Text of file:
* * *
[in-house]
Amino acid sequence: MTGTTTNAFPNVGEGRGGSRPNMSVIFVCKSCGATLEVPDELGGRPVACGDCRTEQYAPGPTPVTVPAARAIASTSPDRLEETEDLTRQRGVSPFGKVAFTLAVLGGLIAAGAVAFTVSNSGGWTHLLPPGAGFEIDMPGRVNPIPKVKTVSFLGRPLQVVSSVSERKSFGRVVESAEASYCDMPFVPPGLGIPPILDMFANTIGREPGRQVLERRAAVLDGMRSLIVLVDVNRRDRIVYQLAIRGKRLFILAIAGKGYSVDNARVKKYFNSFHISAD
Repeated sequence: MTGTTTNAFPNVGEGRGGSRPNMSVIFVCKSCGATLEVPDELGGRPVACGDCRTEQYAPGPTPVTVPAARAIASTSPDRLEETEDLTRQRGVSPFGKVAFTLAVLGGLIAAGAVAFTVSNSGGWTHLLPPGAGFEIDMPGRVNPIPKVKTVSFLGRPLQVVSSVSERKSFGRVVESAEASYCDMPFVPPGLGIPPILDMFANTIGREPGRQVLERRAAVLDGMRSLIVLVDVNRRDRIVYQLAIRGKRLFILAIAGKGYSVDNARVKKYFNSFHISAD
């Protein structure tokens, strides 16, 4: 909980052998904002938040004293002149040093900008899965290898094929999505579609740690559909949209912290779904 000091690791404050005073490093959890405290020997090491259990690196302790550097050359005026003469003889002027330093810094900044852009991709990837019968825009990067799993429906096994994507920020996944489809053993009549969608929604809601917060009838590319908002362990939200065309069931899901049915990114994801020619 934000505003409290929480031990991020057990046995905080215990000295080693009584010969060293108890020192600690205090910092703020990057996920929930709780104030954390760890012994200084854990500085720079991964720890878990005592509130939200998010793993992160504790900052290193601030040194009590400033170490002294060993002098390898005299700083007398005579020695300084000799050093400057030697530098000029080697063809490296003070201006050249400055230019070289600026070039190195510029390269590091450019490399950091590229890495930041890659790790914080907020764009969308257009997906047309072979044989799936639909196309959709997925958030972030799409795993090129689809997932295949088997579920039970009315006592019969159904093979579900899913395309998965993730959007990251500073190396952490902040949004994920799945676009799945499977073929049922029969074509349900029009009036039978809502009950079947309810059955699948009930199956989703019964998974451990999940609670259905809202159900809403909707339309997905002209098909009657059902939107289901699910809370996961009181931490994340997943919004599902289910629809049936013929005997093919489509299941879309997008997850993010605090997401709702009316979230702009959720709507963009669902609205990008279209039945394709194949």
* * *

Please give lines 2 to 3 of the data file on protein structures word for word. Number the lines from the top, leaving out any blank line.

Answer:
Amino acid sequence: MTGTTTNAFPNVGEGRGGSRPNMSVIFVCKSCGATLEVPDELGGRPVACGDCRTEQYAPGPTPVTVPAARAIASTSPDRLEETEDLTRQRGVSPFGKVAFTLAVLGGLIAAGAVAFTVSNSGGWTHLLPPGAGFEIDMPGRVNPIPKVKTVSFLGRPLQVVSSVSERKSFGRVVESAEASYCDMPFVPPGLGIPPILDMFANTIGREPGRQVLERRAAVLDGMRSLIVLVDVNRRDRIVYQLAIRGKRLFILAIAGKGYSVDNARVKKYFNSFHISAD
Repeated sequence: MTGTTTNAFPNVGEGRGGSRPNMSVIFVCKSCGATLEVPDELGGRPVACGDCRTEQYAPGPTPVTVPAARAIASTSPDRLEETEDLTRQRGVSPFGKVAFTLAVLGGLIAAGAVAFTVSNSGGWTHLLPPGAGFEIDMPGRVNPIPKVKTVSFLGRPLQVVSSVSERKSFGRVVESAEASYCDMPFVPPGLGIPPILDMFANTIGREPGRQVLERRAAVLDGMRSLIVLVDVNRRDRIVYQLAIRGKRLFILAIAGKGYSVDNARVKKYFNSFHISAD